Automated Enforcement in a New Era

Image of traffic in a city with text that reads Automated Enforcement in a New Era
Resource Type
GHSA Publication

A new report from the Governors Highway Safety Association (GHSA), with the support of State Farm®, examines traffic safety cameras – an underutilized tool in the fight to reduce dangerous driving behaviors that contribute to more than 100 people dying on U.S. roads every day. The report discusses the benefits of traffic safety cameras that detect speeding, red-light running and school bus stop-arm violations, and makes recommendations to states and traffic safety partners considering implementing or expanding the use of this proven technology.

Download Report: Automated Enforcement in a New Era

News Release: Traffic Safety Cameras: New Guide Explores Benefits, Challenges of Effective Automated Enforcement

U.S. roadway deaths have increased 30% over the past decade, rising from 32,893 in 2013 to 42,795 in 2022. A plethora of studies confirm that automated enforcement (AE) programs are a proven way to change driver behavior, resulting in increased safety for everyone on the road. AE can also supplement traditional traffic enforcement while addressing potential inequities, since cameras do not see race or ethnicity. To build and sustain public trust, however, the community must be engaged in program planning and implementation and kept informed of the technology’s impact.

Recommendations for Safety Camera Programs

The report makes several recommendations for states and traffic safety partners to identify and overcome key barriers when creating or expanding an automated enforcement program, including:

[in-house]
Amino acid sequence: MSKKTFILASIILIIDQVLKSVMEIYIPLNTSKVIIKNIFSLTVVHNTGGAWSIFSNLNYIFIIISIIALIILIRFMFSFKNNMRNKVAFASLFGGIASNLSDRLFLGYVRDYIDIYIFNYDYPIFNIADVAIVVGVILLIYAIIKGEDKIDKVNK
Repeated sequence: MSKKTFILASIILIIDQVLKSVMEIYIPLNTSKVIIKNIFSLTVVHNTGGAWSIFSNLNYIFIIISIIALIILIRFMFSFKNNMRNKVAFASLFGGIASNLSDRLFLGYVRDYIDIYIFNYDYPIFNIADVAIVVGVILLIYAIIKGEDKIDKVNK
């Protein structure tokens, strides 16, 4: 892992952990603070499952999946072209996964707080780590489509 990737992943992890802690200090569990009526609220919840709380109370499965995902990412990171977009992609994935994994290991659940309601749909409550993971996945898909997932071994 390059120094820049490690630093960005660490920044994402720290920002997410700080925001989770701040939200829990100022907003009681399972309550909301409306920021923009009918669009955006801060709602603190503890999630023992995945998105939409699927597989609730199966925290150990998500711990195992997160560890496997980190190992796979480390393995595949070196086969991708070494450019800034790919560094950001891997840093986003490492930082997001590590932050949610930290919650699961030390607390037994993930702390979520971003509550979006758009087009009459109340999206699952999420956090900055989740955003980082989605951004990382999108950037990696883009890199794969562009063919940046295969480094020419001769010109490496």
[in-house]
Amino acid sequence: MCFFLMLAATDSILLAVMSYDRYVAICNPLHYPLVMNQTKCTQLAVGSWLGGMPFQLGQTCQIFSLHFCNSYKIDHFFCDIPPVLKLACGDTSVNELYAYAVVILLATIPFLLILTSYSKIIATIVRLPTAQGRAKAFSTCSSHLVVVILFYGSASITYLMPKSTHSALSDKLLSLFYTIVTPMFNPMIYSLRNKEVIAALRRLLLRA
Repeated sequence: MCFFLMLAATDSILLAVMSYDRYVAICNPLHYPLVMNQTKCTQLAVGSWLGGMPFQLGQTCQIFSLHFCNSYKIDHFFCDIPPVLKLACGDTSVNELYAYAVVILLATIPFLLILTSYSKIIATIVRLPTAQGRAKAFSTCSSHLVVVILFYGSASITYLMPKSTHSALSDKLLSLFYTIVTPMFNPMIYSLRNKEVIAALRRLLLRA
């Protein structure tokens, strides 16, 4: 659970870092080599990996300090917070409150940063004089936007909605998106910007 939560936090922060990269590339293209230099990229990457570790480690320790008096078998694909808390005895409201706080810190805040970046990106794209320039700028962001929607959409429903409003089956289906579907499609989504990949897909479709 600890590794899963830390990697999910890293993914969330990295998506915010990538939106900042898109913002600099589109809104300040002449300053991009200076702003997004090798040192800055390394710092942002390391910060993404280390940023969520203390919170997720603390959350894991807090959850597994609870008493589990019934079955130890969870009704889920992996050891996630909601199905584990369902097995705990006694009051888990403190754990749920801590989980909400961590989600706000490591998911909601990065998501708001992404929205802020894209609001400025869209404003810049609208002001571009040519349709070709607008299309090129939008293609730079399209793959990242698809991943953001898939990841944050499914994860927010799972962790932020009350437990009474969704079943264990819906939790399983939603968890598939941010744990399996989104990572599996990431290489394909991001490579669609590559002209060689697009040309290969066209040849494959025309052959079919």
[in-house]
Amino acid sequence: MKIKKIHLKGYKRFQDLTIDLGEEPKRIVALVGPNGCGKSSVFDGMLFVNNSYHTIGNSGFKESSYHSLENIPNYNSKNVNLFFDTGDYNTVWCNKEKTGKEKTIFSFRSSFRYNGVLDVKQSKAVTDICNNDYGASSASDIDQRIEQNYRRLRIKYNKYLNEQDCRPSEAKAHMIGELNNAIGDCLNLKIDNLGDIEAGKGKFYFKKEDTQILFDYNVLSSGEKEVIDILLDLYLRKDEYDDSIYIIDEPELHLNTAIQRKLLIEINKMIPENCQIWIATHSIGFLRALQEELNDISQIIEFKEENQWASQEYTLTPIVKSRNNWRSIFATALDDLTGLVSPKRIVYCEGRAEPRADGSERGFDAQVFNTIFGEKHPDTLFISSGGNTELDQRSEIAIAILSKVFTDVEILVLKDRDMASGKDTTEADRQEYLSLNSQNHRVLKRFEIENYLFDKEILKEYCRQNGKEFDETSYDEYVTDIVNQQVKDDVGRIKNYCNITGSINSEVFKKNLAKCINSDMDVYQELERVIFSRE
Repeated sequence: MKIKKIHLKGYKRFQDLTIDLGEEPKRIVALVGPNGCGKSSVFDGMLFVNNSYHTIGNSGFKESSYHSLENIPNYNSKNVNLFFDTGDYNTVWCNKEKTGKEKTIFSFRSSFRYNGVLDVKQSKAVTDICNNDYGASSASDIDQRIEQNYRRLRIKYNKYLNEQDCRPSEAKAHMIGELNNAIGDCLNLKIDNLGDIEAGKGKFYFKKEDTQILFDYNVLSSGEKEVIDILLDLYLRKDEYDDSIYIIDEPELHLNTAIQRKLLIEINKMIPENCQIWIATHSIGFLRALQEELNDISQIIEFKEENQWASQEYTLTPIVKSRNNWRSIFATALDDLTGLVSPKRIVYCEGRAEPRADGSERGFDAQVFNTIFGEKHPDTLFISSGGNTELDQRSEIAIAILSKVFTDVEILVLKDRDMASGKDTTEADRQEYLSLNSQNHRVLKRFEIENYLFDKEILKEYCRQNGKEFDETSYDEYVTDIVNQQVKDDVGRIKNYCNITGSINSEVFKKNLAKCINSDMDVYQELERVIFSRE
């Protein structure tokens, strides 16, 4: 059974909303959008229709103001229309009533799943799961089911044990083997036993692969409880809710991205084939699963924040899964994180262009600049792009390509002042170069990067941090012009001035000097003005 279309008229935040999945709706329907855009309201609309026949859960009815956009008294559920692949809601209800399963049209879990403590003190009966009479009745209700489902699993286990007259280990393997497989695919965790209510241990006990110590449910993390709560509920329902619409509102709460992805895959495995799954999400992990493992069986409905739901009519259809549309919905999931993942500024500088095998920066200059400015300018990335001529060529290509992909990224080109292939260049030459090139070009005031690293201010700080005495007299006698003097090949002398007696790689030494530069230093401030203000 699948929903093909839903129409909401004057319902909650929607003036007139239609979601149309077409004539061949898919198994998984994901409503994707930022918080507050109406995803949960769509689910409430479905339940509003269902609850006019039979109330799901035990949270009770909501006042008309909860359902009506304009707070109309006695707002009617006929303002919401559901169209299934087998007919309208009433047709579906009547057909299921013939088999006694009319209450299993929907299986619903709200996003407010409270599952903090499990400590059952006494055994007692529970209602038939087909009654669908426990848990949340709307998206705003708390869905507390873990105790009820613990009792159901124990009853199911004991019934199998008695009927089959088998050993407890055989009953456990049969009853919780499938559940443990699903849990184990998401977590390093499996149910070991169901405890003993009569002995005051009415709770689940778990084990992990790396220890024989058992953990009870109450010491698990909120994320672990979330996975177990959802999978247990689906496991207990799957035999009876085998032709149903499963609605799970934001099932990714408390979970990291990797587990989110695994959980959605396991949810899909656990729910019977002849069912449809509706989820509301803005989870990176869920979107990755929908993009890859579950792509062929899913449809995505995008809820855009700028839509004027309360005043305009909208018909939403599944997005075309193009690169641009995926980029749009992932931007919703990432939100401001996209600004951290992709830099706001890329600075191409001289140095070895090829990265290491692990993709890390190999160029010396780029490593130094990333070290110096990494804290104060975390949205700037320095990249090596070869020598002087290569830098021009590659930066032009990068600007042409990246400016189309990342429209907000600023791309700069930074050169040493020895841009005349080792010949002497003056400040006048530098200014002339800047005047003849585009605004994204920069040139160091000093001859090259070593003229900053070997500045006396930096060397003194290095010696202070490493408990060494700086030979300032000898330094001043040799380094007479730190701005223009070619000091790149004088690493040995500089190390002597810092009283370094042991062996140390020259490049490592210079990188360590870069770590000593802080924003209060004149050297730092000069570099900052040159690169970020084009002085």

• Equity: Research has repeatedly confirmed that people of color are disproportionately impacted by traffic crashes and deaths. All decisions about safety camera programs – including public engagement during the planning process, where cameras are placed and how fines are structured – must be viewed through an equity lens.
  • Community participation and engagement: Members of the community where the safety cameras will be deployed must be part of the planning and implementation process. Meaningful public engagement that begins early can help bolster public acceptance and trust.
  • Transparency and accessibility: Jurisdictions should share the data used to inform the decision-making process when considering whether to create an automated enforcement program. Where and when the cameras will be deployed should be highly publicized, so drivers are not caught by surprise.
  • Focus on safety: Revenue generated by safety cameras should be used to support program start-up and maintenance costs, with any excess revenue dedicated to traffic safety initiatives such as infrastructure enhancements or increased education.
  • Proper site selection: Cameras should be installed in locations that have crash, injury or fatality data justifying their use, particularly if these incidences involve vulnerable road users. Determining if other countermeasures, such speed calming, could be deployed to address the traffic safety problem should also be considered.
  • Reciprocity agreements: Jurisdictions should create reciprocity agreements with neighboring states that address out-of-state violators who fail to pay traffic safety camera fines.

Infographics Available for Download

JPEGs of the following infographics are available for download under "Resource Downloads" below.

Three Major Automated Enforcement Technologies Used in the United States

Permitted Use of Automated Enforcement Technologies by State Law

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